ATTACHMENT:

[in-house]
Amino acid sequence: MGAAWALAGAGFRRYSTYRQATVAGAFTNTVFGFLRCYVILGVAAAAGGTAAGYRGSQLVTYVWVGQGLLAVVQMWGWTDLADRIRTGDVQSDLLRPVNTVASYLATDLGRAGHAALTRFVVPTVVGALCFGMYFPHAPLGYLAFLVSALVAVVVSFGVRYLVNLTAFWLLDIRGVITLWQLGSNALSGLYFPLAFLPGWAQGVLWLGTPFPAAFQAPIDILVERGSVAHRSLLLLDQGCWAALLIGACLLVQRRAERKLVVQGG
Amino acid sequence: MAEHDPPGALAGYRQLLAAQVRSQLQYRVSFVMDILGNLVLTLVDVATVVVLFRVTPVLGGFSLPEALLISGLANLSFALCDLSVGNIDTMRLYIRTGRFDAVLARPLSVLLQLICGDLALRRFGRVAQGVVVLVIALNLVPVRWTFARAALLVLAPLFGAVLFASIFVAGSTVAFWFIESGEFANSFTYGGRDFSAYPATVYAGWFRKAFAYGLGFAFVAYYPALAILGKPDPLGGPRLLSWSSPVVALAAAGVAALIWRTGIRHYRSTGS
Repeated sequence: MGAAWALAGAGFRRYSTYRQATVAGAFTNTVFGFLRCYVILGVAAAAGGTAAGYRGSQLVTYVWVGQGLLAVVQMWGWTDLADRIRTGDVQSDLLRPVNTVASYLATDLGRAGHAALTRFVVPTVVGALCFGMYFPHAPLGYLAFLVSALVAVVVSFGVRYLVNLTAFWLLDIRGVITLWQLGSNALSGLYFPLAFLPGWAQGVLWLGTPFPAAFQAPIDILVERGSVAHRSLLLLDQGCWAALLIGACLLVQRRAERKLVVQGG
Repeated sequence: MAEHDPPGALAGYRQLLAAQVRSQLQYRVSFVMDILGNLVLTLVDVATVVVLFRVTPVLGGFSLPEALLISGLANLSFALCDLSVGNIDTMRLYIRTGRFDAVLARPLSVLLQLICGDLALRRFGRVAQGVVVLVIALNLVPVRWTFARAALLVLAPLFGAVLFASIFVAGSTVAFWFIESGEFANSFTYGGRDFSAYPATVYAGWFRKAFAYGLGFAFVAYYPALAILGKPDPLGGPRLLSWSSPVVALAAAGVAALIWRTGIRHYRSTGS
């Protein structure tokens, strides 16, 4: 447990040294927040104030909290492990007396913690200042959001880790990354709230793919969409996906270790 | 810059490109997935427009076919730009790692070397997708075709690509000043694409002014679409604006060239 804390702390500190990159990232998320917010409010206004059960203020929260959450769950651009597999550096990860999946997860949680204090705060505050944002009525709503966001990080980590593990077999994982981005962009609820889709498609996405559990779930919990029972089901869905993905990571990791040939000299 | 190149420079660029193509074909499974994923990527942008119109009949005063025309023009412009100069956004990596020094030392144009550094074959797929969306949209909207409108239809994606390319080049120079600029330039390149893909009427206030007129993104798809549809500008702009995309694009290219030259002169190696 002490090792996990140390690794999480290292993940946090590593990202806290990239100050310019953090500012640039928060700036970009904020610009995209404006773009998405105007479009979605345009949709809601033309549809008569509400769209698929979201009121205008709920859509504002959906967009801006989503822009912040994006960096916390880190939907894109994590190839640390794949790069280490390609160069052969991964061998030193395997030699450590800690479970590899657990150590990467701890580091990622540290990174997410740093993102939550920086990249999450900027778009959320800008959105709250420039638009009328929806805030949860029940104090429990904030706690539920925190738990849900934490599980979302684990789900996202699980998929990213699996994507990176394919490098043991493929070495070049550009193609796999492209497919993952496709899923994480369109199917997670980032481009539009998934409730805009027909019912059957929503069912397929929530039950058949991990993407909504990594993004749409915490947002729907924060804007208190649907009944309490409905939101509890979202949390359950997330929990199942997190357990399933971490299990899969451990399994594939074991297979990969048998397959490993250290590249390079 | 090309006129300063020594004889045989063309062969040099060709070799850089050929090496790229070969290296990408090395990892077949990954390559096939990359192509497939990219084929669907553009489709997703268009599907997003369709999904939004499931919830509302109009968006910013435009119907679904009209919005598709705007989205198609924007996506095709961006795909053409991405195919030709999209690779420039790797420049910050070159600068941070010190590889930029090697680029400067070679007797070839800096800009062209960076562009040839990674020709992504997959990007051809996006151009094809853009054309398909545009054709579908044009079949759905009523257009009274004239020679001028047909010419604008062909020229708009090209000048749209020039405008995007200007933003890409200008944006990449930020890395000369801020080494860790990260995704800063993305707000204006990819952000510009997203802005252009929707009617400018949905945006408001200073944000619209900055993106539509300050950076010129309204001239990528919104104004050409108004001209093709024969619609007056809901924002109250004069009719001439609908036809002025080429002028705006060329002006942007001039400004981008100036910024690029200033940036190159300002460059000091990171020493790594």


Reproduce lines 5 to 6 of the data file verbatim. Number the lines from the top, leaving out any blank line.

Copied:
Repeated sequence: MAEHDPPGALAGYRQLLAAQVRSQLQYRVSFVMDILGNLVLTLVDVATVVVLFRVTPVLGGFSLPEALLISGLANLSFALCDLSVGNIDTMRLYIRTGRFDAVLARPLSVLLQLICGDLALRRFGRVAQGVVVLVIALNLVPVRWTFARAALLVLAPLFGAVLFASIFVAGSTVAFWFIESGEFANSFTYGGRDFSAYPATVYAGWFRKAFAYGLGFAFVAYYPALAILGKPDPLGGPRLLSWSSPVVALAAAGVAALIWRTGIRHYRSTGS
């Protein structure tokens, strides 16, 4: 447990040294927040104030909290492990007396913690200042959001880790990354709230793919969409996906270790 | 810059490109997935427009076919730009790692070397997708075709690509000043694409002014679409604006060239 804390702390500190990159990232998320917010409010206004059960203020929260959450769950651009597999550096990860999946997860949680204090705060505050944002009525709503966001990080980590593990077999994982981005962009609820889709498609996405559990779930919990029972089901869905993905990571990791040939000299 | 190149420079660029193509074909499974994923990527942008119109009949005063025309023009412009100069956004990596020094030392144009550094074959797929969306949209909207409108239809994606390319080049120079600029330039390149893909009427206030007129993104798809549809500008702009995309694009290219030259002169190696 002490090792996990140390690794999480290292993940946090590593990202806290990239100050310019953090500012640039928060700036970009904020610009995209404006773009998405105007479009979605345009949709809601033309549809008569509400769209698929979201009121205008709920859509504002959906967009801006989503822009912040994006960096916390880190939907894109994590190839640390794949790069280490390609160069052969991964061998030193395997030699450590800690479970590899657990150590990467701890580091990622540290990174997410740093993102939550920086990249999450900027778009959320800008959105709250420039638009009328929806805030949860029940104090429990904030706690539920925190738990849900934490599980979302684990789900996202699980998929990213699996994507990176394919490098043991493929070495070049550009193609796999492209497919993952496709899923994480369109199917997670980032481009539009998934409730805009027909019912059957929503069912397929929530039950058949991990993407909504990594993004749409915490947002729907924060804007208190649907009944309490409905939101509890979202949390359950997330929990199942997190357990399933971490299990899969451990399994594939074991297979990969048998397959490993250290590249390079 | 090309006129300063020594004889045989063309062969040099060709070799850089050929090496790229070969290296990408090395990892077949990954390559096939990359192509497939990219084929669907553009489709997703268009599907997003369709999904939004499931919830509302109009968006910013435009119907679904009209919005598709705007989205198609924007996506095709961006795909053409991405195919030709999209690779420039790797420049910050070159600068941070010190590889930029090697680029400067070679007797070839800096800009062209960076562009040839990674020709992504997959990007051809996006151009094809853009054309398909545009054709579908044009079949759905009523257009009274004239020679001028047909010419604008062909020229708009090209000048749209020039405008995007200007933003890409200008944006990449930020890395000369801020080494860790990260995704800063993305707000204006990819952000510009997203802005252009929707009617400018949905945006408001200073944000619209900055993106539509300050950076010129309204001239990528919104104004050409108004001209093709024969619609007056809901924002109250004069009719001439609908036809002025080429002028705006060329002006942007001039400004981008100036910024690029200033940036190159300002460059000091990171020493790594």